So what should well-meaning economists do now, with both fiscal and monetary policy falling short? The answer is, campaign on both fronts, trying to convince influential players both that austerity is wrong and that the Fed needs to start signaling its willingness to see more inflation before it raises rates. And that’s more or less where I am.
That was true back in the fall of 2012. And that is still true. The Federal Reserve can, if it wants declare victory by pretending that the economy is at full employment (it might be; but it probably is not) and that inflation is effectively at its 2%/year core PCE target (yes, Stan Fischer, we are looking at you: there is a very small chance that it might be; but the odds are overwhelmingly that it is not), but it cannot pretend that it has set up the game board properly for today’s policymakers and their successors to deal with the next business cycle when it comes. For this, you need to read Jared Bernstein:
No one knows when the next recession is going to hit… we just can’t accurately call these things…. There is, of course, a recession out there somewhere. The problem isn’t that we don’t know where; it’s that we’re not ready for it…. You simply cannot trust our Congress to act quickly and forcefully on countercyclical, discretionary fiscal policy (“discretionary” meaning the stuff aside from the automatic stabilizers)…. The Federal Reserve… likely [has a] limited-firepower problem…. The federal funds rate (FFR)… is sitting at less than half-a-percent, which gives them very little room to cut….Reifschneider… argues that this concern may be overblown, at least under certain conditions. His reasoning is threefold:
- If the recovery keeps going the Fed may have time to get rates back up to a needed perch.
- For reasons I’ve discussed in other posts, that perch is lower than it used to be.
- The FFR is not their only tool. There’s also quantitative easing (buying longer-term bonds to lower longer-term rates) and forward guidance (resetting people’s expectations by telling us that they’re going to keep rates low for a long time)….
I am not much comforted. There are a lot of “ifs” in Reifschneider’s story (all of which he is totally straight up about)…. Sure, I hope Reifschneider’s optimistic scenarios are correct. But I fear they’re not and we’d be crazy not to have a Plan B.
And Paul Krugman again:
Paul Krugman: On Fed Complacency:
Is the Fed really repeating its big mistake of the pre-crisis era, dismissing concerns about its ability to respond to recession? Jared Bernstein thinks so, and so do I…. The current state of thinking seems to be… Reifschneider, which argues… that by the time the next recession arrives, the Fed funds rate will have returned to a level that still leaves sufficient room to cut….
I can’t help but recall a 1999 paper by Reifschneider and John Williams about inflation targets and the risk of hitting the zero lower bound. They concluded that a 2 percent target should be enough to make this a minor concern… binding only 5 percent of the time, and ZLB episodes would last on average only 4 quarters…. We have just gone through an 8-year–32 quarter–ZLB episode, which accounts for more a quarter of the time that has passed since the beginning of the Great Moderation. Basically, that optimistic take was off by an order of magnitude. Shouldn’t that miss give the Fed pause now?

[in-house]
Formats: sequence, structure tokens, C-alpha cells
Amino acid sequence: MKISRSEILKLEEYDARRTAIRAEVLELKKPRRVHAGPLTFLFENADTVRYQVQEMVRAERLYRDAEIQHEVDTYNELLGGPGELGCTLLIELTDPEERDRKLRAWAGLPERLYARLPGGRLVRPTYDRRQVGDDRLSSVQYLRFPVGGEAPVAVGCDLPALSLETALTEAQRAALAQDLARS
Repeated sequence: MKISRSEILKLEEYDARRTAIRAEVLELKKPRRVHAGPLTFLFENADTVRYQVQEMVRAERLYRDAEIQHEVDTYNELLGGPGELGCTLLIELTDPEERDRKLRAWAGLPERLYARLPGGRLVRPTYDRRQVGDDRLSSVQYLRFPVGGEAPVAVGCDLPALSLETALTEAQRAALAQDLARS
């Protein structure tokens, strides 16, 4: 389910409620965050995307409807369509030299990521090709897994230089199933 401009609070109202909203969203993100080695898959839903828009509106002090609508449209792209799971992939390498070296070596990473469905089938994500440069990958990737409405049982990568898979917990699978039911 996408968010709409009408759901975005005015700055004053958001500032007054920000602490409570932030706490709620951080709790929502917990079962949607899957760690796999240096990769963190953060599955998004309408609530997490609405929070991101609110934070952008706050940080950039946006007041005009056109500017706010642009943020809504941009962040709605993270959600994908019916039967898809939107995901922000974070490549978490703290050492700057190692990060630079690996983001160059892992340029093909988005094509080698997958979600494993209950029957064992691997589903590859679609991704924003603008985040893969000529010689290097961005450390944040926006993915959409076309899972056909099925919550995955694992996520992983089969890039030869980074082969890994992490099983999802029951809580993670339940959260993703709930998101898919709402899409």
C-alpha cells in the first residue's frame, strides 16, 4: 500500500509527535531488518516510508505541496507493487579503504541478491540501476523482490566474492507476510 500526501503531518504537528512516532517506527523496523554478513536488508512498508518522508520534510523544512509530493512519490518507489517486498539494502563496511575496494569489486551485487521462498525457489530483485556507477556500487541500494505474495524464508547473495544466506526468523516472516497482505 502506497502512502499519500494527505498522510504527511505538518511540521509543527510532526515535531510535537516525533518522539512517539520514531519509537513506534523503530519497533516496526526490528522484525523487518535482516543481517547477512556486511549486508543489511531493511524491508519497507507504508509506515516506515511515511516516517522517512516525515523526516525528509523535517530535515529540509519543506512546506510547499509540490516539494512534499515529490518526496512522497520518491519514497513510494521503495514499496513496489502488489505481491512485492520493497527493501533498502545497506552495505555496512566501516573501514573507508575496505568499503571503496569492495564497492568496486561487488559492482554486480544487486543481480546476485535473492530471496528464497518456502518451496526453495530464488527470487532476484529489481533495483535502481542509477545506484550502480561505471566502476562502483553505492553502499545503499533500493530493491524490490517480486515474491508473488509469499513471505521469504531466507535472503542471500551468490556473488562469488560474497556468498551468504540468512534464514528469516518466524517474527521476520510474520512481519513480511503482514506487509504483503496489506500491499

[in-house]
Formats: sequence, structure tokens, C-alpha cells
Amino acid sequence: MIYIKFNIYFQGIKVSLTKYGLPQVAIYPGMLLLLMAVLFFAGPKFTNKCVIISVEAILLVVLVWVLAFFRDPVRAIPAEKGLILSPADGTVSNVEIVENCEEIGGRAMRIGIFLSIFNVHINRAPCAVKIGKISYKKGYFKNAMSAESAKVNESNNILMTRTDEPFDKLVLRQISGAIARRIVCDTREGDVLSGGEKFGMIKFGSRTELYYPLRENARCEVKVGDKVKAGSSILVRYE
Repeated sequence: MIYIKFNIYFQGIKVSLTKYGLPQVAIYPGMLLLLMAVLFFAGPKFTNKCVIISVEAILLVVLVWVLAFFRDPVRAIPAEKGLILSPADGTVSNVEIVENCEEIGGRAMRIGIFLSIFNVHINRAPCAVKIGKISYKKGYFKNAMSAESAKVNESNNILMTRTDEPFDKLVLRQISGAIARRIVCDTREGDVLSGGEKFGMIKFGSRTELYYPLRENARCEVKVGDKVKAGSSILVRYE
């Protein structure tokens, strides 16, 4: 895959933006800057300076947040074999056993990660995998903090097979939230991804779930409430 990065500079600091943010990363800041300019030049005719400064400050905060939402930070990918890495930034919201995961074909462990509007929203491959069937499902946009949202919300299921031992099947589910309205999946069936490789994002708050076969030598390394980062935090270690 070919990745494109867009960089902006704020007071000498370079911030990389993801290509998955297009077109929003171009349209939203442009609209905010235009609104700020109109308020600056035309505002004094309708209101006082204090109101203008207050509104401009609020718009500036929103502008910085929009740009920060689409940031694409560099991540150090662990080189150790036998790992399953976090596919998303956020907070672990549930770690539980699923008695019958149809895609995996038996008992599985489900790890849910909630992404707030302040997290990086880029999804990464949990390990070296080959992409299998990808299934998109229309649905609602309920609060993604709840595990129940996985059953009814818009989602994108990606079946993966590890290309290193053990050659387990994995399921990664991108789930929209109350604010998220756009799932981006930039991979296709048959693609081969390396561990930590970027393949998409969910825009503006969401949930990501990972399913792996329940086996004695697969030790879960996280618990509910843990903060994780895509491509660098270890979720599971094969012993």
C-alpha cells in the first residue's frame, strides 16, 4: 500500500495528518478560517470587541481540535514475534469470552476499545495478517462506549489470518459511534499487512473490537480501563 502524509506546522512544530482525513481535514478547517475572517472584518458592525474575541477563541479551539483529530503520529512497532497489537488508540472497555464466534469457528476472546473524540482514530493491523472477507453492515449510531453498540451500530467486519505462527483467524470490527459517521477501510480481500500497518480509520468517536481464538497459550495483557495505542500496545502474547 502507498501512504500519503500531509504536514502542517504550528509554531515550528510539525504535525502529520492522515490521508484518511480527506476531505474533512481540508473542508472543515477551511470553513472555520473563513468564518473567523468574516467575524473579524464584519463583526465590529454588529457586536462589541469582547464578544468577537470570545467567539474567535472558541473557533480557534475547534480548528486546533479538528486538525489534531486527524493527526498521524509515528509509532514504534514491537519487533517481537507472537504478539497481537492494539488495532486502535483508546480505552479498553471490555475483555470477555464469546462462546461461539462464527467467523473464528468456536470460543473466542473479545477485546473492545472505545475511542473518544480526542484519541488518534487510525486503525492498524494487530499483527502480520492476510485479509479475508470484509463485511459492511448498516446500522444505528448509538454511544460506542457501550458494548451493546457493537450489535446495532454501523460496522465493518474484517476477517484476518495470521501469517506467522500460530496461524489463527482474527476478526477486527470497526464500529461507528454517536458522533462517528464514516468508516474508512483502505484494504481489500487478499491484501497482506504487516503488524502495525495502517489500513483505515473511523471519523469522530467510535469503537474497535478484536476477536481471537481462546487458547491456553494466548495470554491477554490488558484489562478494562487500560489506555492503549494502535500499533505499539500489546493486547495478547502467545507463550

And you should also read Steve Matthews’s report on the conference, with reports of some policymakers understanding how dire the situation is:
Steve Matthews: Central Bankers Spurn Call for Radical Approach at Jackson Hole:
Yellen and three regional Fed bank presidents — Robert Kaplan of Dallas, Eric Rosengren of Boston and Loretta Mester of Cleveland — all urged fiscal policy makers to step up. “Central bankers, we are increasingly talking about this, about the need for fiscal policy and other economic tools beyond monetary policy,” Kaplan said during a luncheon Friday, although he cautioned it could be “many years” for there to be action…. “You can’t expect us to do the whole job,” Christopher Sims, Nobel Prize-winning economist from Princeton University, told Fed leaders on Friday. “So long as the legislature has no clue of its role in these problems, nothing is going to get done. Of course, convincing them that they have a role and there is something they should be doing, especially in the U.S., may be a major task”…
But they were not willing to call for institutional and policy reforms that will be needed in the highly-likely eventuality that fiscal policymakers do not recover their sanity:
Federal Reserve Chair Janet Yellen and her peers… re-affirmed their belief in power of monetary policy to stop economies from slipping into deflation. They were less keen on academic proposals that included the abolition of cash, raising their inflation targets, or keeping permanently large balance sheets…. Yellen, in her keynote address at the Kansas City Fed’s annual mountain retreat, said that additional tools remain “subjects for research” and were not being actively considered. Policy makers from Europe and Japan echoed her caution…. In stressing that monetary policy is adequate, Yellen and three other Fed officials at Jackson Hole urged structural reforms or a greater reliance on fiscal action…
Bank of Japan Governor Haruhiko Kuroda and Benoit Coeure, European Central Bank Executive Board member, both rejected the idea of a higher inflation target. Kuroda promised “ample space for additional easing” as needed, while Coeure said “we may need to dive deeper into our operational framework”…